LITTLE ROCK, Ark. (AP) — Twenty-six Republican attorneys general filed lawsuits Wednesday challenging a new Biden administration rule requiring firearms dealers across the United States to run background checks on buyers at gun shows and other places outside brick-and-mortar stores.

The lawsuits filed in federal court in Arkansas, Florida and Texas are seeking to block enforcement of the rule announced last month, which aims to close a loophole that has allowed tens of thousands of guns to be sold every year by unlicensed dealers who do not perform background checks to ensure the potential buyer is not legally prohibited from having a firearm.

The lawsuit argues the new rule violates the Second Amendment of the U.S. Constitution and that Democratic President Joe Biden doesn’t have the authority to implement it.

“Congress has never passed into law the ATF’s dramatic new expansion of firearms dealer license requirements, and President Biden cannot unilaterally impose them,” Arkansas Attorney General Tim Griffin said in a statement. “This lawsuit is just the latest instance of my colleagues in other states and me having to remind the President that he must follow the law.”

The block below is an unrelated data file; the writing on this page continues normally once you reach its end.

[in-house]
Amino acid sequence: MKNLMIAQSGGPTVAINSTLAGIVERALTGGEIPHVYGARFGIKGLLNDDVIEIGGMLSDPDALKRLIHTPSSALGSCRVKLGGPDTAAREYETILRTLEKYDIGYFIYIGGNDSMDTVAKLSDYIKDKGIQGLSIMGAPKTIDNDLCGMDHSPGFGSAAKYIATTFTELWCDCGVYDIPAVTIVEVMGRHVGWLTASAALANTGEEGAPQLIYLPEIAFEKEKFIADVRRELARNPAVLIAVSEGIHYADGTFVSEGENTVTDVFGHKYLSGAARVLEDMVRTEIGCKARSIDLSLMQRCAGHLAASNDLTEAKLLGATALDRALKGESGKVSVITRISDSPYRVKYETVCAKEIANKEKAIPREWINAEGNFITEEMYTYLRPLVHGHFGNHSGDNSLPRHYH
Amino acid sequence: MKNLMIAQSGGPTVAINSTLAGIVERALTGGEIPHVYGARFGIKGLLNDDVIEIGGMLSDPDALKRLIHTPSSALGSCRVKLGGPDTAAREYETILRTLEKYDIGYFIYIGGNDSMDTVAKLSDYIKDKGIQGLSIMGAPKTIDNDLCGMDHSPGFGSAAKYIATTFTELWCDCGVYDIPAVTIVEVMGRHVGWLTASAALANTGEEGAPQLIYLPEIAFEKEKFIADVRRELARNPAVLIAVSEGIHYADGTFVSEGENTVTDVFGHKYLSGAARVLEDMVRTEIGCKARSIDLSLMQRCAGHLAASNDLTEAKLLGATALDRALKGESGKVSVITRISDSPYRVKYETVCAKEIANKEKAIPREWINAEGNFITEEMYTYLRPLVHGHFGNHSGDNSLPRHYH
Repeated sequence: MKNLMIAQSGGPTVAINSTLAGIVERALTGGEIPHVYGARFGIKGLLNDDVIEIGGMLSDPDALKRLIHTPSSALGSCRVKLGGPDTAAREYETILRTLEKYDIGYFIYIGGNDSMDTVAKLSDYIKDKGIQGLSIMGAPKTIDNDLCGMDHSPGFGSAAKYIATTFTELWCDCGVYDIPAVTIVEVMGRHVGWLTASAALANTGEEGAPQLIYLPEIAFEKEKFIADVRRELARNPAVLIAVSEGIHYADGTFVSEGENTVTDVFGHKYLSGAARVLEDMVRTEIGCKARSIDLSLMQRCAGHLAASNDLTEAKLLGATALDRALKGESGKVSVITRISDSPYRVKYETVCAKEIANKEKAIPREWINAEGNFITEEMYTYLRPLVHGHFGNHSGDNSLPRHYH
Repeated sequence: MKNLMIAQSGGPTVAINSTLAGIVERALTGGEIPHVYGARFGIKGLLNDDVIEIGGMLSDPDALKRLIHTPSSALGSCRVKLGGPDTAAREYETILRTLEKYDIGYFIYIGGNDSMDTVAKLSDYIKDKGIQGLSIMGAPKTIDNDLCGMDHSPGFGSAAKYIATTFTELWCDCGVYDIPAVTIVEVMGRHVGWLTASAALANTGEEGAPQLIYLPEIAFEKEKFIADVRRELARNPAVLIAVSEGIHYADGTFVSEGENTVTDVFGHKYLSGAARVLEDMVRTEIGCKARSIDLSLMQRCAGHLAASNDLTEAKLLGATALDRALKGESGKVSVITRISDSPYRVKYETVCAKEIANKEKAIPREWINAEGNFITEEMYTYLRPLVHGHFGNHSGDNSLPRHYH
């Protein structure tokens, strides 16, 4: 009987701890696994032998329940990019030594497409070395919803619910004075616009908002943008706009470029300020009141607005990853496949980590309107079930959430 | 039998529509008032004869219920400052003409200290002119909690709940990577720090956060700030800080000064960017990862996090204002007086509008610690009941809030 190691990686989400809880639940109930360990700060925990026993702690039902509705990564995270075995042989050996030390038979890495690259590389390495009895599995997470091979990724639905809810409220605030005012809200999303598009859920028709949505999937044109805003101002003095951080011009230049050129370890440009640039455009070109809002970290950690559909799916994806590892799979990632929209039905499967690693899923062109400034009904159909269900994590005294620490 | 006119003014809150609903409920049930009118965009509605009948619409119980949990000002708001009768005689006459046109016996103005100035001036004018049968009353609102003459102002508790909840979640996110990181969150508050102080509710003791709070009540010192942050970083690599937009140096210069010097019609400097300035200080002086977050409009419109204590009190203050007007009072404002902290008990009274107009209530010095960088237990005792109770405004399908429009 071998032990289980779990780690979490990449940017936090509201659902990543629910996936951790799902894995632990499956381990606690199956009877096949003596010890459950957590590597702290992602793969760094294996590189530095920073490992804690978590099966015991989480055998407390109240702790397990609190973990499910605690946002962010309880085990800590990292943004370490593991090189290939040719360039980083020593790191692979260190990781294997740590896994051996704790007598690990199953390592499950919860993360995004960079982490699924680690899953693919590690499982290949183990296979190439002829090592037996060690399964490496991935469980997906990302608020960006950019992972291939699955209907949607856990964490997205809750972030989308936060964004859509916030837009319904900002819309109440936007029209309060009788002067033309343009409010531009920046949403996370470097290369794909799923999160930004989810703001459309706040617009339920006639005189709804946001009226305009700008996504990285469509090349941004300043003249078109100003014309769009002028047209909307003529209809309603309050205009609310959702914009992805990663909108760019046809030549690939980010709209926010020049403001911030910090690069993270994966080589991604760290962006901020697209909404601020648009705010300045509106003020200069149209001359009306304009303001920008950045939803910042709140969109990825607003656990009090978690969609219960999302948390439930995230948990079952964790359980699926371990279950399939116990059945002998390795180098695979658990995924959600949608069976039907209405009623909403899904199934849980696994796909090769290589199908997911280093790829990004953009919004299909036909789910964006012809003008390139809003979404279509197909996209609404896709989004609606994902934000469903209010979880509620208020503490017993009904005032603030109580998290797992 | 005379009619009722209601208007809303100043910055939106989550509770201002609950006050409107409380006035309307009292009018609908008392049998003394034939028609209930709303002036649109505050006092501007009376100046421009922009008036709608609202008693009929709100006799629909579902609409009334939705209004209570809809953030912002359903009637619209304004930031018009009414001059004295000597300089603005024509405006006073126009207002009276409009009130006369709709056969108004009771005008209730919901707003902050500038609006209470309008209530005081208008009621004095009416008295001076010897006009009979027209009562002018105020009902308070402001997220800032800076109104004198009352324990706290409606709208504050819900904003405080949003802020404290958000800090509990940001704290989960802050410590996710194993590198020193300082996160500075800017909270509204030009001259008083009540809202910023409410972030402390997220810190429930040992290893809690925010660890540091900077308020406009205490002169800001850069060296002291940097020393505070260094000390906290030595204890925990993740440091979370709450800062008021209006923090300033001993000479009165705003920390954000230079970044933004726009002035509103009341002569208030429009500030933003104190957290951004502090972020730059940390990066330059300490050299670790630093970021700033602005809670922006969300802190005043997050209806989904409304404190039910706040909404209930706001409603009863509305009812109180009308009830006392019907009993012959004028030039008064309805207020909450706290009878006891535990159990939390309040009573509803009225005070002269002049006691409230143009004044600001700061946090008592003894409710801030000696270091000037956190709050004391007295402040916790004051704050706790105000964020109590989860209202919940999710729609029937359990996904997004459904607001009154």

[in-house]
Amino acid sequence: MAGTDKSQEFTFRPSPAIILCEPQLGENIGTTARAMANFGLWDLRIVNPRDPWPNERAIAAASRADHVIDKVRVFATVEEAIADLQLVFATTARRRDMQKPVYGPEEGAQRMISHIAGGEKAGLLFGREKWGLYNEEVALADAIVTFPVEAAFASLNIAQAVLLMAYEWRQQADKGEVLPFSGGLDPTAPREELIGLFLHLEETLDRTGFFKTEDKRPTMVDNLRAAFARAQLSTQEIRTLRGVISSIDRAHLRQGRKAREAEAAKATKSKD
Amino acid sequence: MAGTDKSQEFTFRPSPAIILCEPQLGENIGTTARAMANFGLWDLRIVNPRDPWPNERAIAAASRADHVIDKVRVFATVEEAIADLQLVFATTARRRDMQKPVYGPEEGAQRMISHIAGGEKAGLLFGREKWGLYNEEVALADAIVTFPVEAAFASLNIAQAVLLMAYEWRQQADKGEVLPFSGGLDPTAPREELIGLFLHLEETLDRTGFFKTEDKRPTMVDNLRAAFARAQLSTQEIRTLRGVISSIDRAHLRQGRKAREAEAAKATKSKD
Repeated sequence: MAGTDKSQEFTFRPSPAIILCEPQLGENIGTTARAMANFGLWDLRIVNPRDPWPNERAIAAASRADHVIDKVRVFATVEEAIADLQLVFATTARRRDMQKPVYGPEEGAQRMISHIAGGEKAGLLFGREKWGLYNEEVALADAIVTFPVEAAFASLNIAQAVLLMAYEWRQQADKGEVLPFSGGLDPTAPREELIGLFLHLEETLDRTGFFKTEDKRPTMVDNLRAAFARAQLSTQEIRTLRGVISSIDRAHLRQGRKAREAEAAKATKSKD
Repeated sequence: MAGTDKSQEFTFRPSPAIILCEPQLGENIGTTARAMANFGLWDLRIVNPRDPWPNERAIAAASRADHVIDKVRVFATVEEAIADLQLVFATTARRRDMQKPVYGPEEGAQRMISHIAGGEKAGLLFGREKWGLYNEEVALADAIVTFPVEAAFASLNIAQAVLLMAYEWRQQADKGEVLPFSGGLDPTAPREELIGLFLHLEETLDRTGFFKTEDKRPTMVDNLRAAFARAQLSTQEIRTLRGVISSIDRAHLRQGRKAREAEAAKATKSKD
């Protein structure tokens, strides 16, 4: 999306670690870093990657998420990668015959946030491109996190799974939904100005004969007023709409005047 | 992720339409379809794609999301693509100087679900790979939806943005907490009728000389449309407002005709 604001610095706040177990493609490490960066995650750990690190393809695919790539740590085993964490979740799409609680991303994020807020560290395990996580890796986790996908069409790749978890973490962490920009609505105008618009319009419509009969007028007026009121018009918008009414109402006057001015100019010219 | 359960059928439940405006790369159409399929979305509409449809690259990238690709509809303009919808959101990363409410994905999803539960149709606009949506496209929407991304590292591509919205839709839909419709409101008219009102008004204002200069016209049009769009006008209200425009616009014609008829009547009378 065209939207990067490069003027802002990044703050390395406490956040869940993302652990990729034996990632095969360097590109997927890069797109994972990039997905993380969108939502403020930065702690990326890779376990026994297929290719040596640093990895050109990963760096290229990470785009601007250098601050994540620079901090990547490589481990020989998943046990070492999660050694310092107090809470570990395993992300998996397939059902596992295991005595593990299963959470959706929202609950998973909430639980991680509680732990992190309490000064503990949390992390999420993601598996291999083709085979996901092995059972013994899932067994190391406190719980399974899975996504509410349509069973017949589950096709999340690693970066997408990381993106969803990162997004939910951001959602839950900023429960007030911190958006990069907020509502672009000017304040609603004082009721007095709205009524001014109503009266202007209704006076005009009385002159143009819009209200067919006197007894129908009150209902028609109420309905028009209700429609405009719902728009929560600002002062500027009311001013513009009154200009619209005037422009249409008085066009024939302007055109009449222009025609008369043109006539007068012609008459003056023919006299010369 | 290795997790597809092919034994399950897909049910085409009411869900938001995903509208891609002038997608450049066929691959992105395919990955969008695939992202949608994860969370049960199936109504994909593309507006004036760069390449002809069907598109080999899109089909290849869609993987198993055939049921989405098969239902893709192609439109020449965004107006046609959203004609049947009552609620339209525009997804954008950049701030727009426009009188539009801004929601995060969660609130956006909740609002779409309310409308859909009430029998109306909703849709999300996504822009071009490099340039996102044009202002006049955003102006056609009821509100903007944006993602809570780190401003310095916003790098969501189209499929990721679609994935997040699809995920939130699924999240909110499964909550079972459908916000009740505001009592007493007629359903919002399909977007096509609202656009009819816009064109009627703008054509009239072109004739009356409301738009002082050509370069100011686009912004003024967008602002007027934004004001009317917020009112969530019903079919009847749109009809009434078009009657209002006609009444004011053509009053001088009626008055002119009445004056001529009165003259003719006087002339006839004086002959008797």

The Bureau of Alcohol, Tobacco, Firearms and Explosives and the Department of Justice declined to comment on the lawsuit. Biden administration officials have said they are confident the rule, which drew more than 380,000 public comments, would withstand lawsuits.

As the 2024 presidential campaign heats up, the lawsuit and potential court battle to follow could animate both sides — GOP voters who want fewer restrictions on guns and Democrats who want more restrictions on types of firearms and access to them.

Biden has made curtailing gun violence a major part of his administration and reelection campaign as the nation struggles with ever-increasing mass shootings and other killings. He created the White House Office of Gun Violence Prevention, overseen by Vice President Kamala Harris, and has urged Congress to ban so-called assault weapons — a political term to describe a group of high-powered guns or semi-automatic long rifles, like an AR-15, that can fire 30 rounds fast without reloading. Such a ban was something Democrats shied from even just a few years ago.

Gun control advocates have long pushed for closing the so-called gun show loophole and have praised the new rule on background checks.

“If we don’t update our national system by closing these loopholes, there is no telling how many more Americans we will lose to gun violence,” said Kris Brown, president of the gun control group Brady. “Brady will do everything in our power to defend this rule because we know it brings us closer to a future free from gun violence.”